This story has been updated to reflect results of the Senate vote.
The Senate moved forward with a bill on Wednesday aimed at tightening vetting standards for all Syrian and Iraqi refugees seeking to resettle in the United States.
The legislation sailed through the House in November, propped up by 47 Democrats who broke ranks to deliver a resounding 289 to 137 vote.
As expected, the measures did not surpass the 60 votes needed to overcome a filibuster in the Senate, though as Politico reported late Tuesday, Democratic leaders did try to force Republicans' hand to vote on controversial amendments. The bill failed with a 55 to 43 vote, but even if the legislation had advanced in the Senate, President Obama had already vowed to veto the legislation the moment it hit his desk.
The timing of the lower chamber vote likely played a crucial role in its success. Paris had just been struck by one of its most horrific terrorist attacks to date. Indications that one of the assailants could have exploited the Syrian refugee crisis and migration to carry out the attack sent shock waves of fear that the plan could be replicated.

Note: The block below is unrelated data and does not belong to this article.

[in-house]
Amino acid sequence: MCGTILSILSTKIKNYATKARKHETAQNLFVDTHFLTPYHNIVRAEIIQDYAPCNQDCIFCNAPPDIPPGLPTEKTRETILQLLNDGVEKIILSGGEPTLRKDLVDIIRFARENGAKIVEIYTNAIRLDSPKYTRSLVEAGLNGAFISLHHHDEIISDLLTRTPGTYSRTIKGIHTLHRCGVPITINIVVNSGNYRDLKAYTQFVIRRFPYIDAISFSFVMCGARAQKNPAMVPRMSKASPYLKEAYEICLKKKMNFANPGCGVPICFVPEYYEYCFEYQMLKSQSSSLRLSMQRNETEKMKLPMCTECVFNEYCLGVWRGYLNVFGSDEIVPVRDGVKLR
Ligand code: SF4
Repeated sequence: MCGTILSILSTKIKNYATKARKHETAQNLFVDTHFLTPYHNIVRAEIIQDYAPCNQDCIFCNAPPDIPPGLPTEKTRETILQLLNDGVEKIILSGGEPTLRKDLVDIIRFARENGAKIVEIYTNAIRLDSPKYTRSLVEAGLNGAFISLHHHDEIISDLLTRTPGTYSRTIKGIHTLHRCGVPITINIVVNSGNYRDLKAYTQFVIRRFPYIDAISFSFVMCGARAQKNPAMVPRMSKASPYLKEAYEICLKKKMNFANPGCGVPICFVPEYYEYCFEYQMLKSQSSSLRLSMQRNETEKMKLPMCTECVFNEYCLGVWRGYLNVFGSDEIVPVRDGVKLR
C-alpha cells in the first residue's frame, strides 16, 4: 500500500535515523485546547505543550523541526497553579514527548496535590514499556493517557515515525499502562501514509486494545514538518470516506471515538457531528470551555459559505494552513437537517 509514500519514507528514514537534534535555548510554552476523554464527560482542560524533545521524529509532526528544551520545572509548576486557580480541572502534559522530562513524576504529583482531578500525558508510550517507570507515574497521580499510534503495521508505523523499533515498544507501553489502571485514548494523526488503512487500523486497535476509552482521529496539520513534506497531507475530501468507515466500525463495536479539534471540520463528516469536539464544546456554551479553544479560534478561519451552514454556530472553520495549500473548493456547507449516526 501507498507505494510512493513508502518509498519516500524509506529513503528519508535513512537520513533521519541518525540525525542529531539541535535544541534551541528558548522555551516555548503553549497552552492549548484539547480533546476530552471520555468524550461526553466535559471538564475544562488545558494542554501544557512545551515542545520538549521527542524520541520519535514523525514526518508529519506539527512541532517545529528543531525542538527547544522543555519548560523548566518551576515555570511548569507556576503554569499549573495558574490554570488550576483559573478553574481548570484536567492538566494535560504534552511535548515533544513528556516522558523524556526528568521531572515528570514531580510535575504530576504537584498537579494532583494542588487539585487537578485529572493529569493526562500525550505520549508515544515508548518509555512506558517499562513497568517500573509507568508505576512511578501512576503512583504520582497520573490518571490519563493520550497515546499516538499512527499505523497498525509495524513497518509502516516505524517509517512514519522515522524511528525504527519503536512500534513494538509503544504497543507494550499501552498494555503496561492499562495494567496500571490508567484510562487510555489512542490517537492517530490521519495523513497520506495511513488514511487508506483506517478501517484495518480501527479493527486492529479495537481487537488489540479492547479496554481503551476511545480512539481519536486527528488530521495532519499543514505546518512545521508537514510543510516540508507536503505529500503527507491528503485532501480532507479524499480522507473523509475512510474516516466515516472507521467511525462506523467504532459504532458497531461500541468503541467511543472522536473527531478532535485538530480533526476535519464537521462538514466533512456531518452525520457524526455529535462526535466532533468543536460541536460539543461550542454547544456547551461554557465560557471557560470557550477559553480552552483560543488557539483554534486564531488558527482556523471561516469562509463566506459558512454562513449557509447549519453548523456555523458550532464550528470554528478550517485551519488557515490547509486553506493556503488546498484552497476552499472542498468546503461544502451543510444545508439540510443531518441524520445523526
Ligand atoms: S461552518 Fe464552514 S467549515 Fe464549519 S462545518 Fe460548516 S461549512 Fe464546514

Since then, GOP presidential contender Donald Trump has lead the charge to ban all Muslims from entering the U.S. More than 30 governors have threatened to bar Syrian refugees from resettling in their states. Another terror attack in San Bernardino last month further heightened scrutiny into the vetting process for foreigners once it came to light that one of the attackers entered the U.S. on a spousal visa.
The Republican bill came in direct response to the attacks and Obama's pledge to begin accepting 10,000 Syrian refugees.
Republican presidential hopefuls Texas Sen. Ted Cruz and Florida Sen. Marco Rubio both left the campaign trail and returned to Washington to vote to advance the measures. Cruz expressed disappointment with the bill's failure in a statement, saying that "partisan politics prevailed" but that he looks "forward to future opportunities to debate this issue."
The legislation would have required the FBI director to sign off on each individual refugee case and for other top administration officials to ensure that the Syrians were not security threats.